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November 26, 2018

Musings on Joni Mitchell

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Musings on Joni Mitchell

By Susan Whitall, editor of Joni on Joni: Interviews and Encounters with Joni Mitchell

Joni on Joni

 

It’s hard to narrow down my favorite Joni Mitchell songs, so think of this as a number of notable Joni songs, with my musings on what each one meant to me. Pour the warm beverage of your choice, light a candle and soon you’ll feel the wind in from Africa.

“Urge for Going” shows Joni’s facility for moody, visual lyrics early on (my favorite: “geese in chevron flight”).  If you’ve seen the Coen brothers’ ‘Inside Llewyn Davis’—a dismal film—the lead character is based somewhat upon Dave Van Ronk, one of the leading lights of the Greenwich Village folk scene of the early ’60s. It was Dave who told Joni that perhaps she should be a model rather than a folk singer. In the same breath, he asked for this song, which confused her—she thought he was mocking her. He wasn’t.

 

“Both Sides, Now.” I prefer Joni’s 1969 version (on Clouds), with her appropriately moody reading, to Judy Collins’s trilly 1967 pop rendition. Like Joni, I find Collins’s and Joan Baez’s voices too pristine and, yes, unsoulful for my taste. By 2000, Joni’s world-weary, nicotine-streaked alto is beautiful and keenly expressive but not yet frayed. I can see the young Joni writing this in a coffee shop in Detroit’s gritty Cass Corridor.

 

“River.”  The songs from Joni’s Blue album will live as long as there are heartbroken sophomores sobbing into Indian print bedspreads. It is an equal opportunity, cathartic experience no matter where you first heard it, and for most Joni fans, “A Case of You” is the song from Blue that most resonates. But for me it’s “River.” And it’s proven the most durable, inventing its own sad Christmas classic genre. Thanks, millennials.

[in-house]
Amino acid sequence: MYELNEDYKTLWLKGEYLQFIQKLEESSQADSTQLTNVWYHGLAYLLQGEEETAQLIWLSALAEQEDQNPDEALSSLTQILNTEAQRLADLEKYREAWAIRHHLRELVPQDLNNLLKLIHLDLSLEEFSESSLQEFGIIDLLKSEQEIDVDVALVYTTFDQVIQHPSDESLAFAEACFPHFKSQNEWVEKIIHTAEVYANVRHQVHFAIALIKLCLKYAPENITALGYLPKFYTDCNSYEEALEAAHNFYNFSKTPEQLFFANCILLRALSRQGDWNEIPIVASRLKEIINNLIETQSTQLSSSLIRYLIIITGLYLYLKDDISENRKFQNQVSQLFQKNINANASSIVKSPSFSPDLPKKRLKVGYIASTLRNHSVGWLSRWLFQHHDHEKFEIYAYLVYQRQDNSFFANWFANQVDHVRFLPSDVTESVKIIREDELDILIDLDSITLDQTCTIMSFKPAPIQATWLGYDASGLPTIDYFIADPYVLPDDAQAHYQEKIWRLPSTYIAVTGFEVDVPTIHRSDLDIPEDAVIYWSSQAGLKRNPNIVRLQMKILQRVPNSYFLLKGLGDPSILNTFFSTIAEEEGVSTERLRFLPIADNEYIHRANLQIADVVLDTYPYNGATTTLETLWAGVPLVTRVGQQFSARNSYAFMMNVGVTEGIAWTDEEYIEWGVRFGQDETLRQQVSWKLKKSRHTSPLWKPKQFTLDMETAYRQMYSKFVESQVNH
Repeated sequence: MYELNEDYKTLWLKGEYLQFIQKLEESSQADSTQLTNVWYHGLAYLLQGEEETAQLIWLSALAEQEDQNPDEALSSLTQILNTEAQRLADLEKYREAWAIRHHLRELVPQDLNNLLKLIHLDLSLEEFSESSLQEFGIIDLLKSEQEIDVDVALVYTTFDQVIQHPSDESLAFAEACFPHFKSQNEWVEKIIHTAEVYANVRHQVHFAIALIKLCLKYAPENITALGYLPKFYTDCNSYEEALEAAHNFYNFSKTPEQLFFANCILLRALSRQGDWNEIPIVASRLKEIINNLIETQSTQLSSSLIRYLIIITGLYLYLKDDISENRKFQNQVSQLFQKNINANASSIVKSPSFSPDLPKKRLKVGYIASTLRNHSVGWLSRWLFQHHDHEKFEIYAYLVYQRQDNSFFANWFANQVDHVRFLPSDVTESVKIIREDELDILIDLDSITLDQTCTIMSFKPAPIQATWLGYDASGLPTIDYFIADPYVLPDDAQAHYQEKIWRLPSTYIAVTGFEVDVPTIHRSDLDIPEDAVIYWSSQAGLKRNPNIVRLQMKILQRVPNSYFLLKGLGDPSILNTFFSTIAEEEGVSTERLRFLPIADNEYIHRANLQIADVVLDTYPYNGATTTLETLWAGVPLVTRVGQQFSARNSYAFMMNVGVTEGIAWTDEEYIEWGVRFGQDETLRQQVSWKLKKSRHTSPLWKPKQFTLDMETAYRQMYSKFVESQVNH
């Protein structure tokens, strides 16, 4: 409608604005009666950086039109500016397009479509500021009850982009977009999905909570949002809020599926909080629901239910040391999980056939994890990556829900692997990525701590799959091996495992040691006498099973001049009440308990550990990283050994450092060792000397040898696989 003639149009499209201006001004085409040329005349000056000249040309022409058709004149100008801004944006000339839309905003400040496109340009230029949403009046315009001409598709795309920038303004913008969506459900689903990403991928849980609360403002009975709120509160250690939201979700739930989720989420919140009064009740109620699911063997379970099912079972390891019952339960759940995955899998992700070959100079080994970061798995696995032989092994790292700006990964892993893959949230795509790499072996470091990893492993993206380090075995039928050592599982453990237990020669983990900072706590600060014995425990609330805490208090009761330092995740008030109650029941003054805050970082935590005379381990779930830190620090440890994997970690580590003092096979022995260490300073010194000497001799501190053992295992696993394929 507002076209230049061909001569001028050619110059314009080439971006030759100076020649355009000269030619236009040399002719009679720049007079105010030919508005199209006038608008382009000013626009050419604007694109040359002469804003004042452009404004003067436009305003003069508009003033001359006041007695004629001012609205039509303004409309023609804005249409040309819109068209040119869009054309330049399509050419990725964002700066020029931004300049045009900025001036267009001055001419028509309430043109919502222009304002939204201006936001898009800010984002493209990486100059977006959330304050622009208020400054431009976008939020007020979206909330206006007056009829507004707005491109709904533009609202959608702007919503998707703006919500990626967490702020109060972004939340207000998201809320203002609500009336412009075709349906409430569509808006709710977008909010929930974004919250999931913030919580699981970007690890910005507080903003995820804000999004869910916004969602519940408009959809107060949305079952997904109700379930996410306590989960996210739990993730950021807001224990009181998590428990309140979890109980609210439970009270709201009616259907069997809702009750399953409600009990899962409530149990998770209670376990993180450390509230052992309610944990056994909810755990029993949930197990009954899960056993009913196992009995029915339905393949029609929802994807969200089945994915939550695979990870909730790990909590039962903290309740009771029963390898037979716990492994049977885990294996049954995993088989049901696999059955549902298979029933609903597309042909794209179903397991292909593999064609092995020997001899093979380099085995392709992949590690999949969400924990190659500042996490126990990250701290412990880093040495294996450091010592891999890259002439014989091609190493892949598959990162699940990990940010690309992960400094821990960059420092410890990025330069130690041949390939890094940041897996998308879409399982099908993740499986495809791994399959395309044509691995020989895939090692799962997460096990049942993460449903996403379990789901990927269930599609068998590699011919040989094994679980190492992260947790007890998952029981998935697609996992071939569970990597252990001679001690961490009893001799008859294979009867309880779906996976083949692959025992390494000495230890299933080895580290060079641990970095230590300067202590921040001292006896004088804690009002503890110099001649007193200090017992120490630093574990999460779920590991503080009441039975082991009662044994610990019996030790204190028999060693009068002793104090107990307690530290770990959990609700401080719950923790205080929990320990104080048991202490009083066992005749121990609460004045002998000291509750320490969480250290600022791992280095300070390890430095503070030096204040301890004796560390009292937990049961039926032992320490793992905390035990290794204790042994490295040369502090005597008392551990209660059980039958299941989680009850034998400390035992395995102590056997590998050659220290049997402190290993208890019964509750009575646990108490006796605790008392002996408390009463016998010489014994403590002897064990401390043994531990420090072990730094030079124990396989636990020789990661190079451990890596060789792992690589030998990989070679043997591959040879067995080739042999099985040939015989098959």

“Help Me.” Obvious, yes, but for an intense few months, Court and Spark was all I had in my head. I’m not sure anything else penetrated my brain, and I still can listen and hear new things. This song and that album were the perfect blend of folkish pop, with a personal lyric that speaks to anybody who’s fallen in love, paired with a deft, sophisticated instrumental backup by Joni and her jazz players. And it belies the common misconception that Joni could only write about sadness and loss.

 

“Woodstock.” So many people ask—how could Joni write this when she didn’t even attend the famed festival? As a polio survivor, only child and often the only woman in the room, she was used to being on the outside of things, observing. She missed nothing. And not to downplay the music, but here again a few lines live with me always—“And I dreamed I saw the bomber death planes, riding shotgun in the sky, turning into butterflies, above our nation.” Joni complained that those lines were criticized as being “girly”—as if that were a fatal flaw.

 

“Free Man in Paris.” “I deal in dreamers and telephone screamers”—does anything sum up the music business better than that one line? Commercial, but raised to the level of art thanks to Joni’s wordplay and the effervescent track.

 

“Carey.” Another acutely observed narrative, and proof of how irresistible her rough-and-ready, upbeat songs are.

 

“The Jungle Line.” I remember when The Hissing of Summer Lawns (1975) arrived at the Creem magazine offices because I received my own vinyl copy—very exciting for a newbie writer/editor. It was an album that disappointed fans of Joni’s confessional California folk-pop, but I found it innovative and fresh. I enjoy it even more now. This song samples the famed Burundi drummers as two Moog synthesizers do a call and response.

 

“Hejira.”  Joni’s narrative skills were at a peak here, and the layers of instruments are enlivened by Jaco Pastorius’s singing bass lines.

 

“Song for Sharon.” Perhaps the best example of how profoundly Joni could illuminate the choices women face, while telling a sharply personal story.

 

“The Dry Cleaner from Des Moines.” Joni’s vocal homage to Annie Ross (her “Twisted” was an early touchstone for Joni) takes flight when Jaco starts in.

 

“Amelia.” Vapor trails in a desert sky prompted Joni to write this beautiful song. “Maybe I’ve never really loved, I guess that is the truth, I’ve spent my whole life in clouds at icy altitude, and looking down on everything.”

 

“Big Yellow Taxi.” One of Joni’s “rock and roll” hits, if you have a generous definition of “hit” (it bubbled well under the Top 40). But even if it wasn’t a chart topper, it was a pop cultural goldmine, with lines such as “You don’t know what you’ve got ’til it’s gone” and “You pave paradise, put up a parking lot” that will outlive us all.

[Buy Joni on Joni here]     [request a review copy]

   

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